Bear in mind, I write this review from the perspective of somebody who lives in the UK. As such, I don't live in a country where Dashboard Confessional are even famous. Of the people that do know about them, a large portion will refer to them as 'that band from the Spiderman soundtrack'.
With that in mind, this album fascinates me. The songs are uniformly good, but not great. Highlights - "Hands Down", "The Places You Have Come To Fear The Most", "Screaming Infidelities", "The Best Deceptions" - are just about discernable, but only just. The instrumentation is simple, but gets the job done. There are occasional flashes of lyrical genius, but there's just as many couplets that make me cringe. All in all, Dashboard Confessional can be simply summed up as 'just another band'.
But the fans! Jesus. Never in my life have I seen such single-minded devotion and worship. They know every word to every song, sing along all the time, and cheer at all the right points (and a lot of the wrong points, too). Chris actually gives up on singing at certain points on the album, simply because he realises he can't actually hear himself
. Even the yelp of joy that greets his announcement that 'So, this is Unplugged' verges on mass hysteria. Their mass singalong means that these songs are transformed from typical wounded singer-songwriter material into - without being too pretentious about it - hymns. It lends the album a real intimacy, and ups the emotional resonance tenfold. It's also a little grating, and it gets annoying over the course of the whole album.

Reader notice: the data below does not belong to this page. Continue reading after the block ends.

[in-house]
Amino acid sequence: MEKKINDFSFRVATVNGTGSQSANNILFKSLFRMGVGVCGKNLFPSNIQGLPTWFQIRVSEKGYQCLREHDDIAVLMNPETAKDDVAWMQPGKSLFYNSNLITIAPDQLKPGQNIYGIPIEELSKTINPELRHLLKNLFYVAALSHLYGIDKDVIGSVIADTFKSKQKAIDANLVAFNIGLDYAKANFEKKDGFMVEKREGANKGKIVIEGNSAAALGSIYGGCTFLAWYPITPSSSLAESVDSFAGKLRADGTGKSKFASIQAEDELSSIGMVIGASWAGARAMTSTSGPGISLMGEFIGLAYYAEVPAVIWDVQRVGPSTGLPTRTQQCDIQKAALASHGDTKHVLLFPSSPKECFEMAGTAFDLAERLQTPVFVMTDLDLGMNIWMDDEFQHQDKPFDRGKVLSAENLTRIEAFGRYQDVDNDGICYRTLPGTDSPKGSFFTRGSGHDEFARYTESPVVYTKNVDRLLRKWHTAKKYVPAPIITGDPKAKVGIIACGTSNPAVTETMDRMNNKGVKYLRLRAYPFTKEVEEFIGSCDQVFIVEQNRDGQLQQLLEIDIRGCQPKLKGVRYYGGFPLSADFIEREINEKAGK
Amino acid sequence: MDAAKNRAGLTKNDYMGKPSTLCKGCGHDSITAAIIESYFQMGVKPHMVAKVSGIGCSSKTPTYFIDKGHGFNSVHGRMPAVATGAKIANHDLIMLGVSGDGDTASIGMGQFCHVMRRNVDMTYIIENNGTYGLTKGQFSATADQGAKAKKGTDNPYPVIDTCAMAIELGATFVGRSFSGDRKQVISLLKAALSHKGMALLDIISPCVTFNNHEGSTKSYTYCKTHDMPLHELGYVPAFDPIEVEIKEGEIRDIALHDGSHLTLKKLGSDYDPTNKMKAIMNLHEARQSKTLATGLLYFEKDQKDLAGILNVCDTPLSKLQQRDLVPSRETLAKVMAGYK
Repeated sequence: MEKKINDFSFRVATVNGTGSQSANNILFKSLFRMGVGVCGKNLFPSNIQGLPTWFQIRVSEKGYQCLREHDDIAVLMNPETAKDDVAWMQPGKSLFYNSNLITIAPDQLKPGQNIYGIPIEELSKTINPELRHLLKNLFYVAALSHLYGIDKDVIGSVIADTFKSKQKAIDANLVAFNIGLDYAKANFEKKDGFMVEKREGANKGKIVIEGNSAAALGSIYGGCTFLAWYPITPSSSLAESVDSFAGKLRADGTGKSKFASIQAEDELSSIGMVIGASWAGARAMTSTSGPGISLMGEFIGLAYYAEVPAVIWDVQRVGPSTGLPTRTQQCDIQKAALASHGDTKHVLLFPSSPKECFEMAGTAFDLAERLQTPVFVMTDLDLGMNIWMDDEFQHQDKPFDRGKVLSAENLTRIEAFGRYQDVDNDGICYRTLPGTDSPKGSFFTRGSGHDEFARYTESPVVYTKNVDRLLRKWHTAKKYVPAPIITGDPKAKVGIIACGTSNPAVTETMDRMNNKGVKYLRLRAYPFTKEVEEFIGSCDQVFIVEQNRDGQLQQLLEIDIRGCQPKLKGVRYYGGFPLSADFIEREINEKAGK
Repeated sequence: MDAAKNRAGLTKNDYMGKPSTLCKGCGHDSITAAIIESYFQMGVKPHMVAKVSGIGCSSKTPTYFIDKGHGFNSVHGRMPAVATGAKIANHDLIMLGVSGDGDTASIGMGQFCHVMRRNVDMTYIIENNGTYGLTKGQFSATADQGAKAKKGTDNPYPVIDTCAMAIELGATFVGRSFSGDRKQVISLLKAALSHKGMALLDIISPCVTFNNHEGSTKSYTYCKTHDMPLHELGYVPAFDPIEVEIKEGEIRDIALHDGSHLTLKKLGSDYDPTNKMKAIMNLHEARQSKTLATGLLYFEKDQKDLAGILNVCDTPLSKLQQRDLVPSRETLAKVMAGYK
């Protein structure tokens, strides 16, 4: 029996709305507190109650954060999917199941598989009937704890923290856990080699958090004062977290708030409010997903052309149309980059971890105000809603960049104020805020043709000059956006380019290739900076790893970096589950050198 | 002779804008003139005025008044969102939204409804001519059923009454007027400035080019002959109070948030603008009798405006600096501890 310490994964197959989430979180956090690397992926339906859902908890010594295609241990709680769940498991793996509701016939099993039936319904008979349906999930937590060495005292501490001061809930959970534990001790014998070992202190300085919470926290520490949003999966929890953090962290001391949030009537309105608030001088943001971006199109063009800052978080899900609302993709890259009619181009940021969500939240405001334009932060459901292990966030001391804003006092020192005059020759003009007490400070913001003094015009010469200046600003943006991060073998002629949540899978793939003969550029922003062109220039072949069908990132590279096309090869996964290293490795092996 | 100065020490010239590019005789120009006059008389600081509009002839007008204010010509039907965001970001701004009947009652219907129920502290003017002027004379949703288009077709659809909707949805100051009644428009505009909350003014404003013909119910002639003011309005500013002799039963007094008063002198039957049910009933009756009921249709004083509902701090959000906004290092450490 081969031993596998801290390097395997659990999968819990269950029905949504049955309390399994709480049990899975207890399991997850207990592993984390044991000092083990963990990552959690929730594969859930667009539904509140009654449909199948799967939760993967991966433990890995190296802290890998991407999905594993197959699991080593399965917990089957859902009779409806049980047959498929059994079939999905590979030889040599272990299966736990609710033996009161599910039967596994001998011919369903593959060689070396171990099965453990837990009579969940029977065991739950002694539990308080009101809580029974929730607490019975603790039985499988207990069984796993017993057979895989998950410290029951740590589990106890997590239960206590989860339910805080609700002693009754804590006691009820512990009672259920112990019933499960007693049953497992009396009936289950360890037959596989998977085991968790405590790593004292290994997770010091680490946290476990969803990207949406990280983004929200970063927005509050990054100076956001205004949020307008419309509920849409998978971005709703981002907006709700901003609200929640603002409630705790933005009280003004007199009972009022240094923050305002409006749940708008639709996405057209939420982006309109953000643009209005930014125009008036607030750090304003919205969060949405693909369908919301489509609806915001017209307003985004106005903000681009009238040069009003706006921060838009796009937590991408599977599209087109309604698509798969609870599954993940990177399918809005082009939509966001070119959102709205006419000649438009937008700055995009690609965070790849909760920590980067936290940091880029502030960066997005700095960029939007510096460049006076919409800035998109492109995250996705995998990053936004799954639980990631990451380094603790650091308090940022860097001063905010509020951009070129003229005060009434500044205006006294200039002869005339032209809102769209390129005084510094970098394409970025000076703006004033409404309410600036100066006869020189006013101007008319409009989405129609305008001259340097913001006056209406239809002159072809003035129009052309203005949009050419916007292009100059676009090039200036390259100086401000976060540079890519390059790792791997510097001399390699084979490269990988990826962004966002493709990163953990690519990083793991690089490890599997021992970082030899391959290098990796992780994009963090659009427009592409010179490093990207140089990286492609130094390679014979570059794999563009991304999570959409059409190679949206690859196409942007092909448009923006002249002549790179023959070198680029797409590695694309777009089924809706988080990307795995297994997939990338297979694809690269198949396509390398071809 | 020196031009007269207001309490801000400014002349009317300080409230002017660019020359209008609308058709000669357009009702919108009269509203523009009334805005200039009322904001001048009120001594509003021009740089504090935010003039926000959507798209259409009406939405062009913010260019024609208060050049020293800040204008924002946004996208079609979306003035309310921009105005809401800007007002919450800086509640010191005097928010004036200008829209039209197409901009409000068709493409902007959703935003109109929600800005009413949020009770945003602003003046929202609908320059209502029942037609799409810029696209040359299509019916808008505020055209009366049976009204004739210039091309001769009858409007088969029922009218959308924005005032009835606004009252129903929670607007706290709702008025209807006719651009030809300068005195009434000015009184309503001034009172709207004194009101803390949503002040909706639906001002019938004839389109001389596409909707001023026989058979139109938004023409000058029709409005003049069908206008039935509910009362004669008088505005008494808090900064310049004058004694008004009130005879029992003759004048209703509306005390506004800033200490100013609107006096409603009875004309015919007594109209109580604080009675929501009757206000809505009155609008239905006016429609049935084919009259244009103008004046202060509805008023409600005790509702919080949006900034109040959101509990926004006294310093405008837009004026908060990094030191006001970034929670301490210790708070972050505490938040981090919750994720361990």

And that's all before you see the DVD. Yikes. To be fair, the DVD is much better, though. Somehow, the sense of togetherness and harmony or whatever else new age nonsense that the CD is so clearly trying to communicate comes across much better with visuals, and it seems a little less annoying. Maybe because you can actually see all the mildly attractive college girls screaming at him.
So, if you're one of those mildly attractive, hysterical college girls, this is, needless to say, essential. If you're not, you might consider it worth a look anyway, if only for a sense of mild amusement.
Then again, maybe we shouldn't complain about the fans. After all, without their contribution, 'Dashboard Confessional Unplugged' would be a little redundant, wouldn't it?